Time flies so fast. If you blink, you might miss it. Common idioms about time and life are popular for a reason: they ring true.
Good times seem to fly by quickly, while tedious work takes forever. But there’s another, deeper meaning of the phrase time flies so fast.
What Does “Time Flies” Mean?
The standard idiom time flies, or time flies so fast, often refers to good times. Time flies when you’re having fun!
It means that our perception of time makes it go by quickly when we’re doing things we enjoy, but it seems to slow down when we are bored or doing tasks we dislike.
However, the idiom can also refer to life in general. One day you’ll wake up and see a thirty-year-old staring back at you in the mirror, and you’ll be forty in a blink. The years fly by, causing us to pause and wonder where the time went.
How did a decade pass without us realizing it? It seemed to be gone in an instant. The fleeting nature of time forces us to reflect on our lives and find ways to live more fully.
The “Science” on Why Time Seems to Fly
It’s not just you. Numerous scientific theories explain why our perception of time may be skewed depending on what we are doing.
Numerous fields, from physics to neuroscience, explore our perception of the passage of time.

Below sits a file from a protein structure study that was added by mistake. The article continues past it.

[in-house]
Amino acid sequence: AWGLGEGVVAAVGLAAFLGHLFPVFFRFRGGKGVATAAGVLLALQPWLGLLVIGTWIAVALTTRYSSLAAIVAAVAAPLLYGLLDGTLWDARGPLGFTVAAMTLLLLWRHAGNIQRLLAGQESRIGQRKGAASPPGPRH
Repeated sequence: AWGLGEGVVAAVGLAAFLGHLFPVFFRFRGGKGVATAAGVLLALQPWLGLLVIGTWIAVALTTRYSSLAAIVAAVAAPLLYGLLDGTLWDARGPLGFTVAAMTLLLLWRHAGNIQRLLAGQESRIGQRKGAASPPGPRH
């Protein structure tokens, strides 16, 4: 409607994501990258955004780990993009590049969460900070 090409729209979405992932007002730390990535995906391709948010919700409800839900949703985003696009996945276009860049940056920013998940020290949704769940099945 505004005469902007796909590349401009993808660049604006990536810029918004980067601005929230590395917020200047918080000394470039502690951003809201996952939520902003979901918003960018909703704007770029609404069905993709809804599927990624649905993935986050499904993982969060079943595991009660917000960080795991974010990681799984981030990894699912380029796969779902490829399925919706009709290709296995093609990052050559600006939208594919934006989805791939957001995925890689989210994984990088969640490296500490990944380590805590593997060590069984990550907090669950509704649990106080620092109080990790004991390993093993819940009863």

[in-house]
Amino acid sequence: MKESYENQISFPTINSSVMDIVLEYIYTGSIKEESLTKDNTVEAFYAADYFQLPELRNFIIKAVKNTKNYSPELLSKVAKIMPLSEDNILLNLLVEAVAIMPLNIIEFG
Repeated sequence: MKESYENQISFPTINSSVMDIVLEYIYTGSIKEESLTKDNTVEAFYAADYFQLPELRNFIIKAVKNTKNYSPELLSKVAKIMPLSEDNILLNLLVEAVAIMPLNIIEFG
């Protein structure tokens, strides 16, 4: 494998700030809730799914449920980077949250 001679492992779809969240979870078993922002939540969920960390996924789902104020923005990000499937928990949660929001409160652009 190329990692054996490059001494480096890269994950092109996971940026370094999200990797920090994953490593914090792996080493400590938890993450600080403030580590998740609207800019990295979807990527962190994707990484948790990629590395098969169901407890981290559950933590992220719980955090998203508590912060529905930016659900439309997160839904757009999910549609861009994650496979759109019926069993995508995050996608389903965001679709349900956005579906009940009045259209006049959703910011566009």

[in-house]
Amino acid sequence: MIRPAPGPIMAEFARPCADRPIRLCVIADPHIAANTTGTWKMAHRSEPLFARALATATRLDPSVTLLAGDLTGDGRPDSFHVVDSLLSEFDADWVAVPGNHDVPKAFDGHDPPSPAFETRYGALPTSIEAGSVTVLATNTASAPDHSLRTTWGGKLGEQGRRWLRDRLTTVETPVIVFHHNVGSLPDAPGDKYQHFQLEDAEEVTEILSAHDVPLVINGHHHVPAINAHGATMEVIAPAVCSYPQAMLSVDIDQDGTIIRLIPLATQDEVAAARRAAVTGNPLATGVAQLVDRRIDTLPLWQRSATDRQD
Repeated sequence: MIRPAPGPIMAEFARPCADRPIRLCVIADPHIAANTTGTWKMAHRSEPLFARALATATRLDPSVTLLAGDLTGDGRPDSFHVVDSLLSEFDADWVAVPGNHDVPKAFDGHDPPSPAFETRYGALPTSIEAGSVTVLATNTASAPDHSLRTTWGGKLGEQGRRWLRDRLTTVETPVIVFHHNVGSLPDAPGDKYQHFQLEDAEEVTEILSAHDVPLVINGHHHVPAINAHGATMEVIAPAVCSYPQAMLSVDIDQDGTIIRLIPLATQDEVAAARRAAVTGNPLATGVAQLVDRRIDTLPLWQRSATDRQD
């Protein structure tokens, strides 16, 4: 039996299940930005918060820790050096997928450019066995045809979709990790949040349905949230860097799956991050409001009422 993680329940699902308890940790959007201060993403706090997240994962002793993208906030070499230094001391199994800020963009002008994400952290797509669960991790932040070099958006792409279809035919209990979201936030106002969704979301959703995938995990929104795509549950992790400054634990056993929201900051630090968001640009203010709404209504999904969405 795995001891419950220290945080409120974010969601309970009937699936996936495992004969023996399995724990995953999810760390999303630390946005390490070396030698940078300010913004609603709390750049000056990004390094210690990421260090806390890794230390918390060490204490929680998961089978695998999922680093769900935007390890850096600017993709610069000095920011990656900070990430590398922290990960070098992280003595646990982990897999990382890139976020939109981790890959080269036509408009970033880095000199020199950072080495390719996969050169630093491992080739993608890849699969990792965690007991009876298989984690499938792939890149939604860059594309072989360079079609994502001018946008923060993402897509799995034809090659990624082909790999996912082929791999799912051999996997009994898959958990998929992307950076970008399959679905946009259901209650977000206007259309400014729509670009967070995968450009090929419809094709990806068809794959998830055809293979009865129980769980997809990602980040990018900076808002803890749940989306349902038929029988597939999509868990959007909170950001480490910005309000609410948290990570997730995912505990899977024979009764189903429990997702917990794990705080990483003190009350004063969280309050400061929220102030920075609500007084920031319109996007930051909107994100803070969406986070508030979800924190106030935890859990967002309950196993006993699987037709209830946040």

It starts with Einstein. In 1905, Albert Einstein turned the scientific world upside down with his theory of relativity. Though the complete theory is complicated physics, the critical point for this piece is that time itself is relative, meaning that people may experience time differently.
Time is relative and subjective. An observer will perceive time passing differently than an active participant in a system. As we move, the passage of time changes. Time slows down the faster we move and even stops as we approach the speed of light.
Einstein’s theories were the first hint in the scientific community as to why time might seem to fly when we have good times.
Recent research on brain science identified a neurological reason why time flies so quickly when we’re having a good time. A 2016 study found that as our brains produce more dopamine, our internal clocks may slow down. This phenomenon creates the sense that time is moving faster.
The scientific community is also researching how time seems to move faster as we age. Professor Adrian Bejan hypothesized that we can’t process visual information as quickly as we age. If this signal processing takes more time, it seems time is moving faster.
These three theories make up a small sample of the research on why time seems to fly so fast, both when we’re having fun and as we get older.
How to Savor Every Moment
Regardless of the science, we’ve all probably had experiences where time flies so fast. We know it happens because we experience it.
One way to stop time from flying by us is to make a point of savoring every moment. Here are some tips to help you slow down and enjoy the time you have.
Be Present in Every Moment
The best way to stop time from flying past you is to be present in every moment. Stop scrolling through your phone and pay attention to the world around you. Stop thinking about everything that’s going to happen, and focus on what is currently happening.
Being present in every moment allows you to experience every moment while it’s happening. It may still go by quickly, but at least you won’t miss it.